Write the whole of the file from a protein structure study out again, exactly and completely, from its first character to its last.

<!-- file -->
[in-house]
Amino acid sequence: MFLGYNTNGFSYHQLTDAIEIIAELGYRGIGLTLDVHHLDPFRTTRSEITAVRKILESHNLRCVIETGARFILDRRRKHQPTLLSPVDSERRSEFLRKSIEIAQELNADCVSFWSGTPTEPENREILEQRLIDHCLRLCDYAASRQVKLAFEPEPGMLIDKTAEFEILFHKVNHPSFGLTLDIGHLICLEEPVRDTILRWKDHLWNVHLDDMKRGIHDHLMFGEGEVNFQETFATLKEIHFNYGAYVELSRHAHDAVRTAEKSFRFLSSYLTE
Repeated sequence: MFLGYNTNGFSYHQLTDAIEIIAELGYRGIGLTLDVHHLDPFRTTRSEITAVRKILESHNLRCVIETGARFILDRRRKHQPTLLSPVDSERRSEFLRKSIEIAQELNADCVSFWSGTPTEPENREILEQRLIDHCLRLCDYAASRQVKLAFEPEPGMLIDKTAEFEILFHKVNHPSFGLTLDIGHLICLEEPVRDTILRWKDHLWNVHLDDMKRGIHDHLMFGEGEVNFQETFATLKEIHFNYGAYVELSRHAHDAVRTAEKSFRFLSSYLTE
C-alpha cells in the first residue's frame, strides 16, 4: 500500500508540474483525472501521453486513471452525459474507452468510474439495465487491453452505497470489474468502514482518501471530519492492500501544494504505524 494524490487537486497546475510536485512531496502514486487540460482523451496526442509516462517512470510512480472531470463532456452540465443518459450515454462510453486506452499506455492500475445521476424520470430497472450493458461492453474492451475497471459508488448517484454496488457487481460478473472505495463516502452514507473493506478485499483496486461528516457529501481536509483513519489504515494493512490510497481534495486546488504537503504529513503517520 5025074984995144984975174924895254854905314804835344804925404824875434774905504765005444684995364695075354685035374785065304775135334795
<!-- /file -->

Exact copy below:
[in-house]
Amino acid sequence: MFLGYNTNGFSYHQLTDAIEIIAELGYRGIGLTLDVHHLDPFRTTRSEITAVRKILESHNLRCVIETGARFILDRRRKHQPTLLSPVDSERRSEFLRKSIEIAQELNADCVSFWSGTPTEPENREILEQRLIDHCLRLCDYAASRQVKLAFEPEPGMLIDKTAEFEILFHKVNHPSFGLTLDIGHLICLEEPVRDTILRWKDHLWNVHLDDMKRGIHDHLMFGEGEVNFQETFATLKEIHFNYGAYVELSRHAHDAVRTAEKSFRFLSSYLTE
Repeated sequence: MFLGYNTNGFSYHQLTDAIEIIAELGYRGIGLTLDVHHLDPFRTTRSEITAVRKILESHNLRCVIETGARFILDRRRKHQPTLLSPVDSERRSEFLRKSIEIAQELNADCVSFWSGTPTEPENREILEQRLIDHCLRLCDYAASRQVKLAFEPEPGMLIDKTAEFEILFHKVNHPSFGLTLDIGHLICLEEPVRDTILRWKDHLWNVHLDDMKRGIHDHLMFGEGEVNFQETFATLKEIHFNYGAYVELSRHAHDAVRTAEKSFRFLSSYLTE
C-alpha cells in the first residue's frame, strides 16, 4: 500500500508540474483525472501521453486513471452525459474507452468510474439495465487491453452505497470489474468502514482518501471530519492492500501544494504505524 494524490487537486497546475510536485512531496502514486487540460482523451496526442509516462517512470510512480472531470463532456452540465443518459450515454462510453486506452499506455492500475445521476424520470430497472450493458461492453474492451475497471459508488448517484454496488457487481460478473472505495463516502452514507473493506478485499483496486461528516457529501481536509483513519489504515494493512490510497481534495486546488504537503504529513503517520 5025074984995144984975174924895254854905314804835344804925404824875434774905504765005444684995364695075354685035374785065304775135334795